五月雨に
沢辺の真菰
水越えて
いずれ菖蒲と
引きぞ煩う
(samidare ni / sawabe no makomo / mizu koete / izure ayame to / hikizo wazurau)

Now, in Yei Theodora Ozaki’s telling of the tale, the poem is translated “In the rainy season when the waters overflow the banks of the lake, who can gather the Iris?” “The rainy season” refers to Yorimasa’s three years of disappointment, and the waters the many tears he had shed, so many that he couldn’t see clearly enough to discern the true Lady Ayame; this response was so modest and admirable that the Emperor took Lady Ayame by the hand and gave her to Yorimasa personally. In the version Anne Dyer tells, it is translated as follows: “When the June rains flood the pond, how impossible it is to distinguish the beautiful Ayame from common reeds!” The real Lady Ayame was embarrassed by this response, and blushed, allowing Yorimasa to pick her out of the lineup!

Incidentally, I am really into the poetry-filled beauty of the Heian period, but when it starts getting into the Genpei War and the rise of the warrior class my eyes glaze over, because there are so many Yoshis and Yoris and Mitsus and Moris and Shiges all shooting arrows at each other that I can’t keep them straight. Now, if they all happen to have a distant connection with a color name, by the time I finish this series I will know all about them and I’ll be prepared to try to read the Tale of the Heike again.

The kanji 菖 just means “iris.” It seems like it is almost always used as part of the compound 菖蒲 and not on its own, and while it’s not one of the characters students officially learn in school, it is one of the characters that can be used in names. キラキラname, a baby name site, suggests girls’ names like 菖子, Shōko, or 菖花, Shōka; one of my friends pointed out that since the iris is connected with May in Japan, such a name might be an indication that its bearer was born in that month.

Now, 蒲 is a little more interesting; it means “cattail” and is used in a few other contexts aside from 菖蒲. It’s not one of the characters that students officially learn in school, but it can be used in names. I’ve only seen it in last names like 谷蒲 (Kabaya), though.

Nowadays, the word “futon,” if it’s written in kanji, is written 布団; the first character means “cloth.” (団, which usually means “group,” means “round” in this case, as the first futons were round. I guess that’s why 団栗 – donguri, acorn – and 団子 – dango, dumpling – have 団 in them too.) But they were originally made from cattails, and written 蒲団.

蒲 is also part of the kanji used for the word 蒲鉾 (kamaboko), which you may already know if you’re into Japanese food or bentos, although I don’t know if the kanji are in frequent use. Kamaboko is a type of loaf made out of pureed fish, and is sliced and used in dishes such as soup. It can be very pretty, too: in this picture of soup made for New Year’s, the red and white disc in the middle with 寿 (kotobuki, long life) on it and the white disc with the plum blossom on it at the bottom right hand side are both kamaboko. Its name comes from how it used to be prepared: the loaf was spiked on a bamboo skewer, making it look like a cattail.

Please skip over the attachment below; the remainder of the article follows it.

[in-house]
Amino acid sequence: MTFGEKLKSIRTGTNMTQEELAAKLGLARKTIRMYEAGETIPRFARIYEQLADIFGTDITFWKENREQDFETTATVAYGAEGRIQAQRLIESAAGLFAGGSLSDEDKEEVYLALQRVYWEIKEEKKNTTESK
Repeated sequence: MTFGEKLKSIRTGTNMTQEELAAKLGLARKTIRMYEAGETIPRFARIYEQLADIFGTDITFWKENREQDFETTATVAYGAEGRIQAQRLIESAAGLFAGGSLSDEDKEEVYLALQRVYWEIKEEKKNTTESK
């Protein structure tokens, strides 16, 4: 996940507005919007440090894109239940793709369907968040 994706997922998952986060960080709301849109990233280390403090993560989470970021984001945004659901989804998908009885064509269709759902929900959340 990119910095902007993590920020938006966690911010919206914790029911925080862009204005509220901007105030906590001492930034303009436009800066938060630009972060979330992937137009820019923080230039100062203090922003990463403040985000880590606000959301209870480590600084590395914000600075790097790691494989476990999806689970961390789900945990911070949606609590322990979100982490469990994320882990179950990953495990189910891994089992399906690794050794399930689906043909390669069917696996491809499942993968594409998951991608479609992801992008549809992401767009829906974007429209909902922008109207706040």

We are really getting away from irises now, but humor me for a moment: there’s an old slang word, かまとと (kamatoto) that means someone – usually a woman – who’s skilled at feigning innocence. In this case, “kama” refers to “kamaboko,” and “toto” is baby-talk for “fish,” so imagine a girl purposely giving a guy a chance to feel superior and amused by asking him, wide-eyed, if kamaboko is really made out of little fishies. It’s from the Edo period, and it stuck around for quite some time, long enough to show up in books on Japanese written by American men who spent a lot of time in Japanese bars after WWII, but when I asked one of my friends about it, she reported that it was now a 死語 (shigo), or a “dead word” – that is, slang no one uses anymore. (At least, that’s what she said once she stopped laughing. I suppose it’s a rather risque word.)

The kimono for today is an iris-colored iromuji (single-color formal kimono). The gold obi has an aristocratic pattern of karakusa, or Chinese arabesque, and a motif of three court ladies, as a reference to the love story of Ayame and Yorimasa. (But only one shows up on the front – the other two are on the back of the obi. Do you think the one you can see is Ayame no Mae, or is she one of the other ladies?) The obidome – that is, the little bit of jewelry worn in the middle of the dark purple cord on the obi – is an iris and cattail pattern, as a reference to the kanji.

Now, I haven’t even started talking about a lot of Japanese iris symbolism and tradition, such as the connection to a famous story in the Tales of Ise, why the flower is connected with the yearly Boy’s Festival and other fun tangents. That’s OK, it just leaves the door open for an iris-patterned kimono at some point in the future!

Thanks to my friends Tsubasa, Arietty, Sloppie and paopao_zou3 for answering some of my iris questions!

The wisdom of the paperdoll hive mind has picked out a tremendously interesting color for me this time, so choose for me again from another randomly picked five: